Getting the whole truth is not easy, because illegal immigrants are not always easy to find, interview or otherwise include in government or private surveys. But some broad facts seem to be emerging, and they may shatter some preconceived notions: illegal immigrants do not just pick fruit, they do not just work off the books, they rarely earn less than the minimum wage and they may even be raising employment without harming incomes.
The article goes on:
In many cases, the jobs held by illegal immigrants are far from the minimum- or subminimum-wage stereotype, as well. Though the work itself is often unpleasant, the pay rates are commonly in the range of $10 to $20 an hour, said Jeffrey S. Passel, a senior research associate at the Pew center.
"There are some indications that the majority of these workers, maybe 55 to 65 percent, are not in the underground economy," Mr. Passel said. "They’re getting paid the same wage rates as everybody else is in those companies. It’s written down, and if they work there long enough, they’ll get health insurance and everything else."
One could make an argument that similar economic statistics would apply to legal immigrants from the same region, were immigration laws set up to better meet demand. And, further research on the subject raises questions as to whether, perhaps, immigrants with low education and skills who come to the U.S. to build a better life might actually create a net plus for the United States economy. Recent economic studies have confirmed that Hispanics have created substantial economic contributions for the United States. Hispanic immigrants have played a huge role in this.
According to the Immigration Policy Center, among Hispanics 25 and older, 41% lack a High School diploma, and 58% are foreign born. However, Hispanic buying power in the United States totaled $798 billion in 2006, and is expected to reach $1.2 trillion in 2011. In addition, In 2002, 1.6 million Hispanic owned firms existed in the U.S., employing around 1.5 million workers. Much of that economic contribution - from the buying power, to the employment - would not have existed were it not for immigration.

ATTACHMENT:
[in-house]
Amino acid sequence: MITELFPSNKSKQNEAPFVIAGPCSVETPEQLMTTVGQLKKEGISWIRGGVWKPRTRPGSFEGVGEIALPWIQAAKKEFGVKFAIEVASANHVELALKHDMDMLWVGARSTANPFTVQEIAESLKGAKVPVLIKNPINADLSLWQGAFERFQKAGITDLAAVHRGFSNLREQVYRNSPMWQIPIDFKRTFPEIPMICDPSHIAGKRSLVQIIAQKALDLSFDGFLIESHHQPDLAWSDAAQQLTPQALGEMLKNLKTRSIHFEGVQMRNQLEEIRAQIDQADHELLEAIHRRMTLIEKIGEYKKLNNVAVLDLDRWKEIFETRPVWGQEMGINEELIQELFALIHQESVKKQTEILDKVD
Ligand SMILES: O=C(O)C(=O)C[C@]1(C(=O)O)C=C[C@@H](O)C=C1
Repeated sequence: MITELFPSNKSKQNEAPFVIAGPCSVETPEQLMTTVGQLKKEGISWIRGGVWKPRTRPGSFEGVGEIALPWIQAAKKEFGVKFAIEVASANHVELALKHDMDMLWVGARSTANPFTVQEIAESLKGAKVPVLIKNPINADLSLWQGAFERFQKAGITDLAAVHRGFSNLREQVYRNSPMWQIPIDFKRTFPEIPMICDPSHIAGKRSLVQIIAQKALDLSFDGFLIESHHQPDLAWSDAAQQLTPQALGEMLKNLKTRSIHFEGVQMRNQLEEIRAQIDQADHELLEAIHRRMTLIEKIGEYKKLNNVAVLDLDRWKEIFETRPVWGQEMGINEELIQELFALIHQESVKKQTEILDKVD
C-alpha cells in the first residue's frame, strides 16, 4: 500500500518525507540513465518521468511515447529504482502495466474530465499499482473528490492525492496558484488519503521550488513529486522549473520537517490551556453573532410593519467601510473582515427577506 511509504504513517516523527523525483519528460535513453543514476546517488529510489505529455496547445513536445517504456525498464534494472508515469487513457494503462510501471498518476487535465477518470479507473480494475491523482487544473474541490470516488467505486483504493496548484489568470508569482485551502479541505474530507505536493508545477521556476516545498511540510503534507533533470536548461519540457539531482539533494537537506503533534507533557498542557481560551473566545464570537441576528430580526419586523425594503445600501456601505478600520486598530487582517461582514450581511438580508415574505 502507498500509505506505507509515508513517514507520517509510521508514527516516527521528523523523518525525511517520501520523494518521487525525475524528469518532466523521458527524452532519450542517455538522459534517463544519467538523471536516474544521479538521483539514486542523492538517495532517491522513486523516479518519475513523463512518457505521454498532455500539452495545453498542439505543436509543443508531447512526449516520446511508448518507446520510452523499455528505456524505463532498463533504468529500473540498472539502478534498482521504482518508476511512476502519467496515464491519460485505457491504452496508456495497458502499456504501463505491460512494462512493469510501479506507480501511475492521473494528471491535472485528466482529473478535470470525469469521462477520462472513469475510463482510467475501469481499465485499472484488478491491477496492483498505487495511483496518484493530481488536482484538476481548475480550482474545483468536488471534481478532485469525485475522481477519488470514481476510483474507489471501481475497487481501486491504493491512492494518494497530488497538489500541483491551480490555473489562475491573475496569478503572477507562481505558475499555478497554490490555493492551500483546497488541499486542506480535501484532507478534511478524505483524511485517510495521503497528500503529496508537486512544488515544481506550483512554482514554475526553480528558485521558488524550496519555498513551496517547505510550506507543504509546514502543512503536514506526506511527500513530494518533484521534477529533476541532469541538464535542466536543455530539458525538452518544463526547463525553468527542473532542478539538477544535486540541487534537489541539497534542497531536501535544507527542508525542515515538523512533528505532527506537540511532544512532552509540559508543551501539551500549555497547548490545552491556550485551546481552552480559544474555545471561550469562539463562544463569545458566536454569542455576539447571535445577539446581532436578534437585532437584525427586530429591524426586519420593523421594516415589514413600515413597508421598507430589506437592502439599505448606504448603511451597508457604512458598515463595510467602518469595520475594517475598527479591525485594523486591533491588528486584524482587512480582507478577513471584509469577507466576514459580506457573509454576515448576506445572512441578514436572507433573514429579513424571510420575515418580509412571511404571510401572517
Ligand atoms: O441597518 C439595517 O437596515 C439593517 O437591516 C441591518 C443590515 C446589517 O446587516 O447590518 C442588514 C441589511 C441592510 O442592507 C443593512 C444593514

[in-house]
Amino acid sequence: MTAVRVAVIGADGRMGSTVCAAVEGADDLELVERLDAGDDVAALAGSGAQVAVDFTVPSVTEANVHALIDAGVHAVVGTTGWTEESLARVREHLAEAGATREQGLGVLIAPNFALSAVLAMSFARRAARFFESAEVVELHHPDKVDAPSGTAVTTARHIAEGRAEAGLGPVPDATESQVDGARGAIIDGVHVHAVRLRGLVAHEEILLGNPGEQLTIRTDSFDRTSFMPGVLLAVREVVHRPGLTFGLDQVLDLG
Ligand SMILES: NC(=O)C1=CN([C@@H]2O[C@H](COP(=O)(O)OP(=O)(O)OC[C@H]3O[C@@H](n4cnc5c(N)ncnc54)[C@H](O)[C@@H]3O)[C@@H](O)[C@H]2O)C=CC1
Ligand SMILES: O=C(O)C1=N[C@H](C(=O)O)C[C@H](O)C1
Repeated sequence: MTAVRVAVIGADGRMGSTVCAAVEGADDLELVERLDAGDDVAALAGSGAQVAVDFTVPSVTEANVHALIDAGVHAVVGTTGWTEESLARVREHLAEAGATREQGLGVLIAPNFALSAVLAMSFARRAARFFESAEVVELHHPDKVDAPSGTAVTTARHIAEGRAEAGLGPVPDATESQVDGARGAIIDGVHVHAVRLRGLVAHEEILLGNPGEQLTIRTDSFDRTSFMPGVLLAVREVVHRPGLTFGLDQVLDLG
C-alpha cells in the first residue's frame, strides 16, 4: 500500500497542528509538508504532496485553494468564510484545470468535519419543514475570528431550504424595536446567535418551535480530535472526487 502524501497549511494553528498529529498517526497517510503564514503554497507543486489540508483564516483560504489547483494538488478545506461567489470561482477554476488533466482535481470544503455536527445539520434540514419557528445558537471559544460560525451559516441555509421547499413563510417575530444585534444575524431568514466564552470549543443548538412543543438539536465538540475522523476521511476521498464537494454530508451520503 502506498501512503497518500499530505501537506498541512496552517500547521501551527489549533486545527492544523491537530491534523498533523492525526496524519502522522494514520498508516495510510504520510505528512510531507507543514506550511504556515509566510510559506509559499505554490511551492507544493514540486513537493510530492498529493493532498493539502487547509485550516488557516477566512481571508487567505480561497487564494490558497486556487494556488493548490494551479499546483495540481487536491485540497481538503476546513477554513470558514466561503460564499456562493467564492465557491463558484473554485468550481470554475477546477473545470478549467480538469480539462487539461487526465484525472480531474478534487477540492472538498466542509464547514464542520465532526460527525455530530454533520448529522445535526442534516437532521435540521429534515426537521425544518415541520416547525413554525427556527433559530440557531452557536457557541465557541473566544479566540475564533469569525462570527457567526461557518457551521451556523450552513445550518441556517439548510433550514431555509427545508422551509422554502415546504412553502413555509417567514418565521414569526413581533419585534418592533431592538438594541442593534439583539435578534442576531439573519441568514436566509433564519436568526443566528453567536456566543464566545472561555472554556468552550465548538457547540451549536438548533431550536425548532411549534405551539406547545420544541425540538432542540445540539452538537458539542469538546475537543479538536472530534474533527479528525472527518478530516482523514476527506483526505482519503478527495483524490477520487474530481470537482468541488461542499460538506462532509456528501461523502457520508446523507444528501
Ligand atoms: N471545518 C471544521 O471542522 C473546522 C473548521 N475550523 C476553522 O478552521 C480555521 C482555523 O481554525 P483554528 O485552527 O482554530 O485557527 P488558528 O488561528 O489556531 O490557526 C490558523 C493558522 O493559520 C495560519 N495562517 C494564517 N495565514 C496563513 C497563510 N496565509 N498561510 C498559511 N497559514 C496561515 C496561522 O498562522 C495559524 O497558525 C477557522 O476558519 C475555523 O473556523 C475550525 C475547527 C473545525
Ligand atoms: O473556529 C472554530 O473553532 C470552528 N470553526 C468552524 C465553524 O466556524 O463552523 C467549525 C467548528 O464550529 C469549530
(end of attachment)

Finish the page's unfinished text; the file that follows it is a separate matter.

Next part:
Furthermore, one has to take into consideration the ultimate, long-term benefits to the economy, and to society, that will be established by not only first generation immigrants, but also their children, grandchildren, and great grand children. While, historically, "new" immigrants have spent their time chiseling their way into economic stability, their children have gone on to do great things. The "new blood" infused by previous waves of immigration has given us doctors, lawyers, politicians, entertainers, and a wide swath of America's "stable" middle class.
According to a RAND Corporation study, as cited by the Immigration Policy Center, subsequent generations of Hispanic immigrants will be no exception to that trend. Second and third generation Hispanics make "great strides" in closing the economic gap with whites, and, by the second generation, Hispanic immigrants do as well, and sometimes better, than native born whites in education, labor force participation, wages, and household income.
That the point system may turn its back on the American immigration ideal not only for thousands of Hispanics today, but also for subsequent generations, did not go without the notice of some United States Senators:
Senator Robert Menendez, Democrat of New Jersey, said, "The point system would have prevented my own parents, a carpenter and a seamstress, from coming to this country."